Games must be tested in reality
You can't simply think your way to a great game. You can get ideas and imagine how they will work when your players approach them, but guesswork is guesswork. As a game designer, you are deeply dependent on playtesting with people who don't know your game inside out. Only by doing this you will get the honest feedback and observations that can make your game fun, engaging and exciting. Game design is the ultimate user-driven design method, and the end product often lands very far from the original idea.
From consumer to creator
At a time when children and young people are big consumers of technology, we want to turn them into creators. Although there is an increasing focus on children's digital competences, there is often a one-sided focus on technical competences linked to certain software or hardware. In the real world, programmers, designers, graphic artists, copywriters and marketers need to be able to collaborate; across operating systems, disciplines, priorities and work methods. When creating games, it is precisely this complex reality that you navigate. It makes game design a difficult discipline, but an excellent framework for practicing 21st century skills.
Iterative design with prototypes
Spilværk was created by game designers, trained at the IT University in Copenhagen. However, it is not the computer that is in focus when we do workshops and courses. Design thinking is a skill that can be learned using very simple props, but can be transferred to almost anything once you know the method. Even if the final product needs a computer, the idea must first be tested with prototypes: Sketches, cardboard models, drafts, dummies. The prototype is tested, the results are analyzed and a new improved prototype is developed. The design process is iterative - it requires repetition to reach the goal.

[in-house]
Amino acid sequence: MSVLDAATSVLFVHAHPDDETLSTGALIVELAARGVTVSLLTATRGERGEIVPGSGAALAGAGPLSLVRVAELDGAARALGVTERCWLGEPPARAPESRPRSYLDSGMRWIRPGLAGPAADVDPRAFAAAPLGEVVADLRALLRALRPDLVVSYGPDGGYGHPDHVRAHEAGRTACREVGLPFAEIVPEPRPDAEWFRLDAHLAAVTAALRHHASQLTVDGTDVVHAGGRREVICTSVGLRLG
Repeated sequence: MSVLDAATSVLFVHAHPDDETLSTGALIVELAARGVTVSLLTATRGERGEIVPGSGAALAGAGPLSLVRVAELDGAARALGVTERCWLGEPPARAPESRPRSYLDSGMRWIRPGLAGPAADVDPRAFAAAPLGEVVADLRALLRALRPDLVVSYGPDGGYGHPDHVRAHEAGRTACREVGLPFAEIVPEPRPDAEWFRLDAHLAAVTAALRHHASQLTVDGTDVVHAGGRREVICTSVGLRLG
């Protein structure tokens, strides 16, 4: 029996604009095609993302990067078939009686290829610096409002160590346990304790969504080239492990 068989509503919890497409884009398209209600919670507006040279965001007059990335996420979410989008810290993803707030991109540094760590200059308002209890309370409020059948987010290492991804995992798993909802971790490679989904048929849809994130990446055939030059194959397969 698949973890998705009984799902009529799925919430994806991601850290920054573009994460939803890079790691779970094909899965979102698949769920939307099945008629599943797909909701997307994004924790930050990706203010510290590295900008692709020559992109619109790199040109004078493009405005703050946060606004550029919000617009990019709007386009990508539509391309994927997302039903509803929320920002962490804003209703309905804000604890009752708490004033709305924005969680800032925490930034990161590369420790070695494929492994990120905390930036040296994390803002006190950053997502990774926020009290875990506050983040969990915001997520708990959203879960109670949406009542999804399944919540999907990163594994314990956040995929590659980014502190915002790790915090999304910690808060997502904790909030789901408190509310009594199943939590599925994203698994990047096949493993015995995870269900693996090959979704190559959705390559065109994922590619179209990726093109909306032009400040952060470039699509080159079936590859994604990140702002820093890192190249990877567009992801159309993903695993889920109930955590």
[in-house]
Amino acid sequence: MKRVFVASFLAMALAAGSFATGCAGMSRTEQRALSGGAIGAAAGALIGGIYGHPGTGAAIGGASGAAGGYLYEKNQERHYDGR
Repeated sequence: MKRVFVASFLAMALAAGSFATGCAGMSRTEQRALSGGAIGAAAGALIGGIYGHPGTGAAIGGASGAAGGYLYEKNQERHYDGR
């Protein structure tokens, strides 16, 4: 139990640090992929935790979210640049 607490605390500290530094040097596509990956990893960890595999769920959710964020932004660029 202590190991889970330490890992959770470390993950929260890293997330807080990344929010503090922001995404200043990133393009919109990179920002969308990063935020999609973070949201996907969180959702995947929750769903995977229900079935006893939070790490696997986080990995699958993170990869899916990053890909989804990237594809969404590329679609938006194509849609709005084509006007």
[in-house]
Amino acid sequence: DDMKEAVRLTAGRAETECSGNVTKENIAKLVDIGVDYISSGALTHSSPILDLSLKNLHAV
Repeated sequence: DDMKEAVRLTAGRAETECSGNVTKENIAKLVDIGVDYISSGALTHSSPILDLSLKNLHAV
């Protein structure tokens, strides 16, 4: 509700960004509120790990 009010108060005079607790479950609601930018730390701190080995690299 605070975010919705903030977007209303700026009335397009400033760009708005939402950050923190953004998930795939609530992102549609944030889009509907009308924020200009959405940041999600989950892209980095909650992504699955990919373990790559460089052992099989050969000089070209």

Daring to fail versus performance anxiety
In addition to resulting in a better end product, we experience increased well-being when people work iteratively and are trained to fail faster, regardless of whether they are children or adults. That the first handful of prototypes fail is to be expected when trying to invent something new. By articulating the naturalness of mistakes, performance anxiety is reduced, while the appetite for experimentation is strengthened. Especially in the school world, where teaching is often tied to tests and learning objectives, we see a great need to work with students' own ideas and make them more courageous. It is precisely there that we find the desire to learn, experiment and explore new ideas, regardless of whether you are building a game, a film or a pair of rocket boots.